Once the "A" is tied off, grab your main support beam and rest it on the "A" temporarily.  Adjust the angle of the "A", watching what it does to the height of the shelter.  Remember to also consider the length you need to lay down in the shelter.  It is nice to have an over hang with any shelter, but that will compromise the integrity of the shelter's strength. I angle the "A" less than 90 degrees back towards the main support beam.

Once you have your frame in the place that you think will work best, fortify where the frames are resting on the ground. You can use rocks, logs, or you can dig a cavity in the ground for the frame to rest in as I did here. This is my preferred method.

Here I show the main support frame secured.  I secured the other two frames as well. For the support beam I dug an angled cavity about 8" deep and placed it in.  A rock or heavy log resting on top can also work.

Once you have secured all the frames, secure the main support frame to the "A" if you can. I used 550 para-cord as shown below.
No particular knot or method here.  Tie it tight enough to get a secure fit. If you can shake any of the frames loose or out of position once tied, you need to go back a step and secure the frames on the ground better.

Prepare The Ground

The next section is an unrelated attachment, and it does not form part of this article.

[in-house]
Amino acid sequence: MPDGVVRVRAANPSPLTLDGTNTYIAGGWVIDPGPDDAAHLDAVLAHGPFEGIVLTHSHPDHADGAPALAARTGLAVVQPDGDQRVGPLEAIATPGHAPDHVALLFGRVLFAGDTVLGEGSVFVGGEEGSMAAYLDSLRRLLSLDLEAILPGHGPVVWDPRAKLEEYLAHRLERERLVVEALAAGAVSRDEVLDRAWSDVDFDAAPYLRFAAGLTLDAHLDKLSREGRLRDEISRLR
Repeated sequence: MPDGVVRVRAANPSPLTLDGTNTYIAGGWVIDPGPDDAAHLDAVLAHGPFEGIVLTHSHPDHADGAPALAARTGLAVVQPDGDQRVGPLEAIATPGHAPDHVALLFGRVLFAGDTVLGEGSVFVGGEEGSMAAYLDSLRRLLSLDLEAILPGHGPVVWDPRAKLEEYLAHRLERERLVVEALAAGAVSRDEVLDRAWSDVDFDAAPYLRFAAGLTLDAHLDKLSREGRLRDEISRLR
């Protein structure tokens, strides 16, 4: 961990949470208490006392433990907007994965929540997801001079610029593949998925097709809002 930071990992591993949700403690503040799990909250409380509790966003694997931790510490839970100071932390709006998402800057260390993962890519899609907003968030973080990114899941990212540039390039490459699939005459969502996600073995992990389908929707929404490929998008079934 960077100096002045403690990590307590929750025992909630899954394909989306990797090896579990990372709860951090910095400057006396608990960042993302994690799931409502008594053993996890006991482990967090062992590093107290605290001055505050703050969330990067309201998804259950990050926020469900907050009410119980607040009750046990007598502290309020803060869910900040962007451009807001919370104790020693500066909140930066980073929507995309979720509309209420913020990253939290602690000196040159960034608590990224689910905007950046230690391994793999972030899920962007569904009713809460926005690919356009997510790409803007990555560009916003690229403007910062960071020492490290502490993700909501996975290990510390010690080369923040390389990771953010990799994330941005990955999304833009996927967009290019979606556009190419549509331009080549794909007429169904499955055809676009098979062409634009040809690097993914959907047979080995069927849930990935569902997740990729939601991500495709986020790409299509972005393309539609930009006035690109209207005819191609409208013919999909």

Before you start to place the roof beams on the frame, take a shovel, knife or whatever else you have available and churn up the earth will you will be laying. This will create air space which will make it easier to insulate later. We will cover this area with boughs, duff, and pine needles to increase insulation before sleeping gear is laid down.

Churn up the earth to create air space on the ground.

Mid Support Beam
This is required but I like to secure a frame about half way down the main beam. This will make stacking the larger roofing frames easier.  This helps keep the larger roofing beams closest to the "A" from falling over accidentally while building the shelter. This is especially helpful when working with wood that isn't straight, or if you are forced to build on uneven ground.

Stacking The Roof Beams
Now it is time to start placing the roofing beams.  You can start at whichever end you want.  Make sure the beams are long enough to extend above the support frame.  Use the approximate angle of the "A" so that your shelter doesn't change width along its length.  Also keep in mind that the steeper the angle the harder it will be to get a base layer of debris. 

Don't forget to remove any branches that might be sticking off the roof beams. It's not fun to bump into them at night!